A manga mosaic – The Hindu

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Manga past and present collide in a show that celebrates the work of Japanese master Katsushika Hokusai

Manga past and present collide in a show that celebrates the work of Japanese master Katsushika Hokusai

The Manga Hokusai traveling exhibit is emblematic of manga’s visceral, painterly storytelling. Organized by the Consulate General of Japan, Chennai, and ABK-AOTS Dosakai, Tamil Nadu, the artistic work brings together the ukiyo-e creations of Katsushika Hokusai and contemporary works in the field.

“Today’s manga producers know Hokusai, so there’s a dialogue between painters of the past and today’s manga creators who are influenced by them,” says Taga Masayuki, Consul General of Japan at Chennai.

The master’s role in manga bears a strong resemblance to his famous play The Great Wave Off Kanagawa, whose waves have defined the meridians of contemporary manga. His work contains in its simple lines the convolutions of history, the internal contradictions of human nature, comic elements and caricatures. Hokusai has a special collection of 4,000 images over 800 pages, published in 15 volumes commonly referred to as Hokusai Manga.

Visitors view Manga Hokusai exhibition at Lalit Kala Akademi in Chennai on Tuesday.

Visitors view Manga Hokusai exhibition at Lalit Kala Akademi in Chennai on Tuesday. | Photo credit: VELANKANNI RAJ

Inoue Miyuki, researcher/advisor in the culture and information section, remarked that “manga is more like a cultural reading, more fun, but Hokusai is more artistic. Manga is a people comic but Hokusai is an artist who also draws manga.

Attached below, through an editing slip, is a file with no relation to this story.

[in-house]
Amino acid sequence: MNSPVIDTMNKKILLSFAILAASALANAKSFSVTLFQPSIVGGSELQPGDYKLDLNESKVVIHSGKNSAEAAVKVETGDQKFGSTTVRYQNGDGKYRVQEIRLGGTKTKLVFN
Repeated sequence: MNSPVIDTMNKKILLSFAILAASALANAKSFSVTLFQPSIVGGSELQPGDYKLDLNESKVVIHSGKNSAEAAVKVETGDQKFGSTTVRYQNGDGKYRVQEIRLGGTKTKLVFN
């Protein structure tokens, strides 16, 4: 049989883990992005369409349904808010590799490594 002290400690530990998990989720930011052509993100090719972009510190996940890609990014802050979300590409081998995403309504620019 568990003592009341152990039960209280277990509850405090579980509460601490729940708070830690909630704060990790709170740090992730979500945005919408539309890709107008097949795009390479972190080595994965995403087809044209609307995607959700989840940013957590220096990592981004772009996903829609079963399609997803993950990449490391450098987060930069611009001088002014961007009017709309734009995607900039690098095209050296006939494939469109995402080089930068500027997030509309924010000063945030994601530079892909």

The exhibition features original works by contemporary manga artists such as Shiriagari Kotobuki, Yokoyama Yuichi, Nishijima Daisuke, Igarashi Daisuke, Okadaya Tetuzoh, Ichikawa Haruka, and KYO Machiko. Mangakas from different eras also find their place. Uagawa Kuniyoshi, Oei (the master’s daughter), Suguira Hinako, Sakura Sawa, Okadaya Tetuzoh, Saeki Konosuke, and Kamimura Kazuo, among others, are on display.

The story of Utagawa Kunisada and his lover Tokubee is vibrant and colorful and features Japanese inscriptions throughout its length and width. It is imbued with the delicate and expressive emotions of the four women in kimono who adorn the room. The complexity of their feelings can only be felt in silence.

The exhibition offers a breakdown of the significant panels, speech bubbles and onomatopoeia used in manga comics. For example, each onomatopoeia employed contains intricate designs, a brocade of emotions distilled into the font and presentation. Suzuki Mitsuzaki’s Introduction to Girls’ Comics is one of those pieces that ebbs and flows with sound and sizzle.

The innocent toys of contemporary artist KYO Machiko presents a mosaic of daily activities that produces curious overlaps. A pastiche at best, the piece features fragments of people and objects that together depict the dizzying worlds that make and break us.

The exhibit creates a space for the public to observe the evolving details and subject matter that punctuate manga past and present. He seeks to celebrate the subjects that define the boundaries of the art form.

Ukiyo-e translates to “pictures of the floating world”. Ukiyo-e laid the foundation for the Manga movement in Japan. The tradition was followed by the master Hokusai The Great Wave off Kanagawa and the artist Hiroshige The Fifty-three Stations of Tokaido. Manga is a collection of all things flimsy, whimsical, funny, prosaic, and entertaining. It opens up a courageous and revolutionary artistic foray into a world that transforms the ephemeral into something enduring, enduring and artistic.

Manga Hokusai is until October 28 at Lalit Kala Akademi, Greams Road.

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